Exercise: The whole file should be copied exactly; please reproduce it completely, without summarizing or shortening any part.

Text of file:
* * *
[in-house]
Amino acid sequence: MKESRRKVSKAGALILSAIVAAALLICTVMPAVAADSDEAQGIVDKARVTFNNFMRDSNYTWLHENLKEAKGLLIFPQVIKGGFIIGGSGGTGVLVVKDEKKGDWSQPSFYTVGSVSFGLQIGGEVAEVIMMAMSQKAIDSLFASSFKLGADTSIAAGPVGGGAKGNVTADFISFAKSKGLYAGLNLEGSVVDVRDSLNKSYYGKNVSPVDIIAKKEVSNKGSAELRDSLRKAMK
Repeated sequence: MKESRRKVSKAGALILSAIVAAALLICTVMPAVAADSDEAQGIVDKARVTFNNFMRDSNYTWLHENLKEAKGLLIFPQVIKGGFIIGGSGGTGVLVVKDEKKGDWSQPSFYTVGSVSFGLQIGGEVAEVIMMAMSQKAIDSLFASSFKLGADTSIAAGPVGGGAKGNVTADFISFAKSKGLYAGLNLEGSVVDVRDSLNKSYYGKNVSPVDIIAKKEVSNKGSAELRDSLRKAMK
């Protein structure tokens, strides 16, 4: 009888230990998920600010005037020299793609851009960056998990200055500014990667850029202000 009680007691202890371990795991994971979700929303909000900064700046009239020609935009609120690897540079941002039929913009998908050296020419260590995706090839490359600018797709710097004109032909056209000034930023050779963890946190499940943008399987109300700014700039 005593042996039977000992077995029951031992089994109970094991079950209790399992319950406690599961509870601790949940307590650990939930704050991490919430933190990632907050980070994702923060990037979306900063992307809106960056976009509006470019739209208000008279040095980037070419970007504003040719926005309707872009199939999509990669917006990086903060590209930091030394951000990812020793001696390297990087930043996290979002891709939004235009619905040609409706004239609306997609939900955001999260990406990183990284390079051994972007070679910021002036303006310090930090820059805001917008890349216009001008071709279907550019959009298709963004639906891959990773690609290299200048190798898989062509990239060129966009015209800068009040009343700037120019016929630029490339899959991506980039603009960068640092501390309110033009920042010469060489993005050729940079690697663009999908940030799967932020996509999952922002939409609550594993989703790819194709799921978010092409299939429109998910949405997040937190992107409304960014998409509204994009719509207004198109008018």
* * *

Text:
[in-house]
Amino acid sequence: MKESRRKVSKAGALILSAIVAAALLICTVMPAVAADSDEAQGIVDKARVTFNNFMRDSNYTWLHENLKEAKGLLIFPQVIKGGFIIGGSGGTGVLVVKDEKKGDWSQPSFYTVGSVSFGLQIGGEVAEVIMMAMSQKAIDSLFASSFKLGADTSIAAGPVGGGAKGNVTADFISFAKSKGLYAGLNLEGSVVDVRDSLNKSYYGKNVSPVDIIAKKEVSNKGSAELRDSLRKAMK
Repeated sequence: MKESRRKVSKAGALILSAIVAAALLICTVMPAVAADSDEAQGIVDKARVTFNNFMRDSNYTWLHENLKEAKGLLIFPQVIKGGFIIGGSGGTGVLVVKDEKKGDWSQPSFYTVGSVSFGLQIGGEVAEVIMMAMSQKAIDSLFASSFKLGADTSIAAGPVGGGAKGNVTADFISFAKSKGLYAGLNLEGSVVDVRDSLNKSYYGKNVSPVDIIAKKEVSNKGSAELRDSLRKAMK
């Protein structure tokens, strides 16, 4: 009888230990998920600010005037020299793609851009960056998990200055500014990667850029202000 009680007691202890371990795991994971979700929303909000900064700046009239020609935009609120690897540079941002039929913009998908050296020419260590995706090839490359600018797709710097004109032909056209000034930023050779963890946190499940943008399987109300700014700039 005593042996039977000992077995029951031992089994109970094991079950209790399992319950406690599961509870601790949940307590650990939930704050991490919430933190990632907050980070994702923060990037979306900063992307809106960056976009509006470019739209208000008279040095980037070419970007504003040719926005309707872009199939999509990669917006990086903060590209930091030394951000990812020793001696390297990087930043996290979002891709939004235009619905040609409706004239609306997609939900955001999260990406990183990284390079051994972007070679910021002036303006310090930090820059805001917008890349216009001008071709279907550019959009298709963004639906891959990773690609290299200048190798898989062509990239060129966009015209800068009040009343700037120019016929630029490339899959991506980039603009960068640092501390309110033009920042010469060489993005050729940079690697663009999908940030799967932020996509999952922002939409609550594993989703790819194709799921978010092409299939429109998910949405997040937190992107409304960014998409509204994009719509207004198109008018």